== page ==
Electrical resistivity measurement to study alkali-silica-reaction cracking in mortar

J. Flores, M. Kamali, Ali Ghahremaninezhad-M

Research output: Chapter in Book/Report/Conference proceedingConference contribution

2 Scopus citations

Abstract

Alkali-silica-reaction (ASR) cracking in concrete is one of the primary concerns in the structural integrity assessment of concrete infrastructures. Therefore, characterizing the susceptibility of concrete to ASR and ways to address this issue is crucial in the design of concrete structures. In this paper, electrical resistivity measurement was used to study ASR in mortar containing reactive aggregate and correlated with the mortars' expansion. Mechanical strength tests and microscopic examination were carried out to obtain an understanding of the effect of ASR on the mortar strength and microstructure. Control mortar and mortar with glass powder as a supplementary cementitious material were prepared and used for comparison. The results indicated that ASR cracking in the microstructure of the control mortar significantly affected electrical resistivity and resulted in a degradation of the mechanical strength of mortars. It was shown that glass powder modified mortar was resistant to ASR expansion and alkali binding was a primary mechanism mitigating ASR in the glass modified mortar.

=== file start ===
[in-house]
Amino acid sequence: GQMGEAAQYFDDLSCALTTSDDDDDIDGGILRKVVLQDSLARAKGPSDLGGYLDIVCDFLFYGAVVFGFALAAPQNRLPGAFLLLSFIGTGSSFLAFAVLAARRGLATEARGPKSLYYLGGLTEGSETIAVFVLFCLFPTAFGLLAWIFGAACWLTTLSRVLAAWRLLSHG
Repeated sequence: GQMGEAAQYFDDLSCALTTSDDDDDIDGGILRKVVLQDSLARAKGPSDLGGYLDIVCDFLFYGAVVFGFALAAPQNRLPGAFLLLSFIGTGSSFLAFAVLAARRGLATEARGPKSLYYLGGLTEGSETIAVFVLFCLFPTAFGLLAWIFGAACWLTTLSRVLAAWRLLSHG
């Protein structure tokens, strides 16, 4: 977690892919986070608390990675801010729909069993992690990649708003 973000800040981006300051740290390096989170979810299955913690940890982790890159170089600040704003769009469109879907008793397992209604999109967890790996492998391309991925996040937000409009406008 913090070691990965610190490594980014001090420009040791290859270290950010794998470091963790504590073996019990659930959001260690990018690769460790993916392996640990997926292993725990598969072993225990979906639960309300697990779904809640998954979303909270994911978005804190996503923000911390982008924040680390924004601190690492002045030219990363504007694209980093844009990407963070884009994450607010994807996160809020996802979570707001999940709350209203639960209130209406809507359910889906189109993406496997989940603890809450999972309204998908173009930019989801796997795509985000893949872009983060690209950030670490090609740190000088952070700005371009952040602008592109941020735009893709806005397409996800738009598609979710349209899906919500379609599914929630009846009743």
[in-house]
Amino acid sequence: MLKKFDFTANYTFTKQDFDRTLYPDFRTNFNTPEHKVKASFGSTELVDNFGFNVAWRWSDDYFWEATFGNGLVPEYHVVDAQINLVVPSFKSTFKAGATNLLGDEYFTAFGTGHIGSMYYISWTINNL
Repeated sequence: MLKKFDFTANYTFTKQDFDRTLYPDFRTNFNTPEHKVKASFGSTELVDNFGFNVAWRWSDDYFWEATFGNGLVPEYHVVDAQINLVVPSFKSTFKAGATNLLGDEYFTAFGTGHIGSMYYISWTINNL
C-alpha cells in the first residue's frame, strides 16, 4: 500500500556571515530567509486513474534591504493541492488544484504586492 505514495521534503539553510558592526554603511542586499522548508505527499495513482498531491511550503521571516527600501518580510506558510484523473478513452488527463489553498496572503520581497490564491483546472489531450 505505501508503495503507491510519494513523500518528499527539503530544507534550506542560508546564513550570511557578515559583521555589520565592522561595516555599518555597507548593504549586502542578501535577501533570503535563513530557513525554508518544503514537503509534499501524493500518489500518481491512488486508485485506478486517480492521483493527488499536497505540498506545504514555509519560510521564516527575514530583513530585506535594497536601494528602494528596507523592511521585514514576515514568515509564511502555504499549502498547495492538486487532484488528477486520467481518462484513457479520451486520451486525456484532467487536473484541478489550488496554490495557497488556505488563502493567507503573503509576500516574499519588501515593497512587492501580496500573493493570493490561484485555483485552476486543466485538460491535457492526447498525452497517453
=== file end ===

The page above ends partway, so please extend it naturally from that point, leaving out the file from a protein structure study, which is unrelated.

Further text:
Original languageEnglish (US)
Title of host publicationForensic Engineering 2015: Performance of the Built Environment - Proceedings of the 7th Congress on Forensic Engineering
PublisherAmerican Society of Civil Engineers (ASCE)
Pages230-241
Number of pages12
ISBN (Print)9780784479711
DOIs
StatePublished - 2015
Event7th Congress on Forensic Engineering: Performance of the Built Environment - Miami, United States
Duration: Nov 15 2015Nov 18 2015

Other

Other7th Congress on Forensic Engineering: Performance of the Built Environment
CountryUnited States
CityMiami
Period11/15/1511/18/15

ASJC Scopus subject areas

  • Civil and Structural Engineering
  • Safety, Risk, Reliability and Quality
  • Building and Construction
  • Earth and Planetary Sciences(all)
  • Environmental Engineering
  • Materials Science(all)

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